Raymond Ibrahim – 9/12/18
“Unlike most military histories—which no matter how fascinating are ultimately academic—this [book] offers correctives; it sets the much discussed historical record between these two civilizations straight and, in so doing, demonstrates once and for all that a Muslim hostility for the West is not an aberration but a continuation of Islamic history.” — Raymond Ibrahim, Sword and Scimitar: Fourteen Centuries of War between Islam and the West (New York: De Capo Press, 2018), xvi
“For unlike Manzikert (1071), which was more a Turkic victory, the conquest of Constantinople (1453) had greater significance for all Muslims. Even in Egypt, where the Ottoman’s chief rivals the Mamluks reigned, the ‘good tidings were proclaimed and Cairo decorated’ to celebrate ‘this greatest of conquests.’ The Sharif of Mecca wrote to Muhammed (II), calling him ‘the one who has aided Islam and the Muslims, the Sultan of all kings and sultans,’ and—further underscoring the idea that conquest over infidels is the epitome of Islamic piety—‘the resuscitator of the Prophet’s sharia.’” — Raymond Ibrahim, Sword and Scimitar, 247.
Some things we prefer not to know. Among these, it often seems, is an accurate account of the origins, extent, and the means of expansion of Islam over its now 1200 year history. During this time period, the armies of Islam managed to conquer a good fifth of the world’s geography and population. This growth and expansion show few signs of abating, in spite of Islam’s expulsion from Spain in the fifteenth century and from the Balkans in the nineteenth and twentieth centuries. The main reason that Islam is not larger is because—and only because—it was defeated in some major historic battles. In recent years, with its high birth-rate and its immigration, Islam has a new lease on life in the West, particularly in Europe, from which it had been turned back in the eighth century at the battle of Tours and in the fifteenth at Vienna. Both Europe and America are now dotted with mosques in hundreds of places, the construction of which is usually financed by Saudi Arabia.
In this riveting account of the history of Islam’s military accomplishments, Raymond Ibrahim shows that Islam has followed a consistent policy that has combined politics, war, terror, and religion. Its purpose was, and remains, essentially religious, however unwilling we might be, because of our own presuppositions, to grant that fact. This purpose follows a reading of the Koran as Islam’s central guide and ultimate justification as the message of Allah to mankind. It also manifests the core reason why Islam, throughout its history, has sought to expand. Other motives—economic, ethnic, and political—were also present, but this religious motive was at its core. Until that core is rejected by enough individual Muslims, it will continue to inspire, , by ever varying means—sometimes peaceful, sometimes violent—this drive to conquer what is not yet under Islamic control.
What is difficult for many to understand is the persistence of a singular purpose, carried on century after century: the submission of the world to Allah. Both those who believe in nothing and those who believe in other gods are tempted to think such a concept to be preposterous or impossible. Yet this purpose is what motivated and inspired the Muslim caliphs, beys, emirs, sheiks, merchants, and peasants, whether Sunni or Shiite, to continue their mission no matter how hopeless it seemed at first.
This expansion involved massive genocides and slaughters in various parts of the world and in different eras, about which Ibrahim gives a detailed and often graphic account. But such shocking means, deliberately undertaken, do not obviate this prior religious purpose. Indeed, this religious purpose is part of the rationale of the expansion, which used whatever means that worked. The philosophical voluntarism that finally explained Muslim actions came into being to justify the use of violence in religion. As explained by al Ghazelli in the eleventh century, Allah could will the opposite of what he willed; everything depends on Allah’s will that is bound to no permanent truth.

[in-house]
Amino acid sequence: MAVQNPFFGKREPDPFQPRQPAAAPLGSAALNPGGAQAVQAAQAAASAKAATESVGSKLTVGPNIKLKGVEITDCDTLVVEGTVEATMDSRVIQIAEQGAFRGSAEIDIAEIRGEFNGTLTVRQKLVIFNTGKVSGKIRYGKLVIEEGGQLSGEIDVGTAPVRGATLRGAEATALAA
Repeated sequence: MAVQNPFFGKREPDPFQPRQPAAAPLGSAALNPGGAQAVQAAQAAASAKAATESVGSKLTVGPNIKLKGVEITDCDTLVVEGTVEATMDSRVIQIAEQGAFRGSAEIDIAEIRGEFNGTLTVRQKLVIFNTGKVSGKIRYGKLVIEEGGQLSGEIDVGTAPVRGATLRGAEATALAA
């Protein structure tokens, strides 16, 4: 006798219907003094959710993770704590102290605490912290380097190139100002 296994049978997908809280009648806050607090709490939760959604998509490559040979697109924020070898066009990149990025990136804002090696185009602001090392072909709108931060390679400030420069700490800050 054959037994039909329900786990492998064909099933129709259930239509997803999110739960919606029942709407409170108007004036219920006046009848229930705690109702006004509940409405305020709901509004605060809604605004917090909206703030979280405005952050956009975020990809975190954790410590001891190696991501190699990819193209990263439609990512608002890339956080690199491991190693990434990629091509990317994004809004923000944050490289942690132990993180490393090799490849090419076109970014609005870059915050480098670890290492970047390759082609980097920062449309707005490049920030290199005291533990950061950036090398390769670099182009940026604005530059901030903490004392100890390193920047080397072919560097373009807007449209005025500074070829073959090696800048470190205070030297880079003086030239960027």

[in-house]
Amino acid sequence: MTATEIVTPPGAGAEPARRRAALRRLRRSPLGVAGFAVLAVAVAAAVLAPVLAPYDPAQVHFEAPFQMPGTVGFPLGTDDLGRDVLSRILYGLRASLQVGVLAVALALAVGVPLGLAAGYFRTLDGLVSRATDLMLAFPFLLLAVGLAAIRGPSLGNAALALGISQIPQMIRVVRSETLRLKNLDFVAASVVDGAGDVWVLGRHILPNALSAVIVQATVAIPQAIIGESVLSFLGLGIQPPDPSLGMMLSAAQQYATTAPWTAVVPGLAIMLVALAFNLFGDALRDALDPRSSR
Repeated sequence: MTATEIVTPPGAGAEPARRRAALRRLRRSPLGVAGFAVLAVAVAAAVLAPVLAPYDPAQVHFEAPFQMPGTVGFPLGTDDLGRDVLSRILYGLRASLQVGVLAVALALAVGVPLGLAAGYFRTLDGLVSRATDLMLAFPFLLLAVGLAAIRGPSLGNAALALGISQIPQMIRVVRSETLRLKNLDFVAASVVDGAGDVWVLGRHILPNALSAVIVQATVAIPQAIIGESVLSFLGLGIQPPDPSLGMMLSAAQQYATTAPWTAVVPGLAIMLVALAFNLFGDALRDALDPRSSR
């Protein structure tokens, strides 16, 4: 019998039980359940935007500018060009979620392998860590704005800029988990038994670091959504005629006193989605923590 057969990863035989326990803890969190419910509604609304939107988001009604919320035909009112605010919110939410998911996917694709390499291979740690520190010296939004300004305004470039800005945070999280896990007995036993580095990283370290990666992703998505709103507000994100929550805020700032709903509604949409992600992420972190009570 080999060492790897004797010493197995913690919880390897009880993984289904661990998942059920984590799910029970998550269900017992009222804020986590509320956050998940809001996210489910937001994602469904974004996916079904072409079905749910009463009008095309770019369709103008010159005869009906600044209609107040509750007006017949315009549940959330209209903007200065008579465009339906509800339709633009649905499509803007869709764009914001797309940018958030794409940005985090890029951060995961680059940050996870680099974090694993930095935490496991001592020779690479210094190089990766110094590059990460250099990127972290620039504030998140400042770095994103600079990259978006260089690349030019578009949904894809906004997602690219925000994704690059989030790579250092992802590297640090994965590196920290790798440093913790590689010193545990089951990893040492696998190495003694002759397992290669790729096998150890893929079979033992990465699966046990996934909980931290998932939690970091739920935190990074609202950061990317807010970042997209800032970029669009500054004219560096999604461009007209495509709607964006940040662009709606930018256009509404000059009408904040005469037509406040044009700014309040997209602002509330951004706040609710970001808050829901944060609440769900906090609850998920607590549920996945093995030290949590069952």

To understand Islam, it is necessary to follow its history, which is inspired by the Koran and its interpretations. Thus we have both what the Koran teaches and the historic record of what Islam did following upon those teachings. Noted historian Victor Davis Hanson, in the “Foreword” to Ibrahim’s book, gives a brief list of its major theses: 1) “Islamic armies saw themselves as expansionary and messianic, eager to engage the West and to annex its territory and convert its people”; 2) The wars against the West were not seen primarily as localized but “as religious rather than national or ethnic…their warring against the Westerners was so seen as mostly a monolithic struggle against Christendom rather than against particular the European States”; 3) Islamic leaders have seen Christianity as inherently against Islam; 4) Muslims in Western states had much more freedom than Christians in Muslim states.
The book is a detailed, well-researched account of the major battles between Islam and the West. The same methods of warfare, conquest, and imposition of Muslim law occur again and again. The Crusades were not signs of Christian aggressiveness but of a final, usually desperate effort to protect themselves from Muslim incursions. Two things are striking in this presentation. The first is that the positive use of violence is considered a legitimate way to deal with those deemed as enemies of Islam. With almost monotonous regularity this factor is seen in every battle and its aftermath. It can be, from an Islamic perspective, justified from Koranic verses and from the historical record. The only time a Muslim doubts his faith is when he is soundly defeated in battle. But military defeat is only temporary. As long as the Koran is read, Islam will rise again. Islam, we see, again and again, is both patient and unforgiving.
The second striking thing is the extent and prevalence of slavery, of slave markets, of the need of slaves to make possible the kind of life that Muslim leaders carved out for themselves. Most Americans are aware that slavery existed in their own country. What is not so widely known is the place of Arab middlemen who were the slave brokers for both black and white slaves. Though slavery is found in many cultures throughout history, it was a constant element in Muslim life. And the slaves were not mostly black, but white; the choice slaves were acquired by raids along the European coasts or as the booty of conquest.
Near the end of the book, Ibrahim recounts the experience of the early American founders with Islam. The first American war, some might be surprised to learn, was with the Barbary Pirates in North Africa. The United States paid regular and enormous ransom fees to recover Americans held as hostages. Ibrahim cites the letter that John Adams and Thomas Jefferson wrote to Congress on March 28, 1786: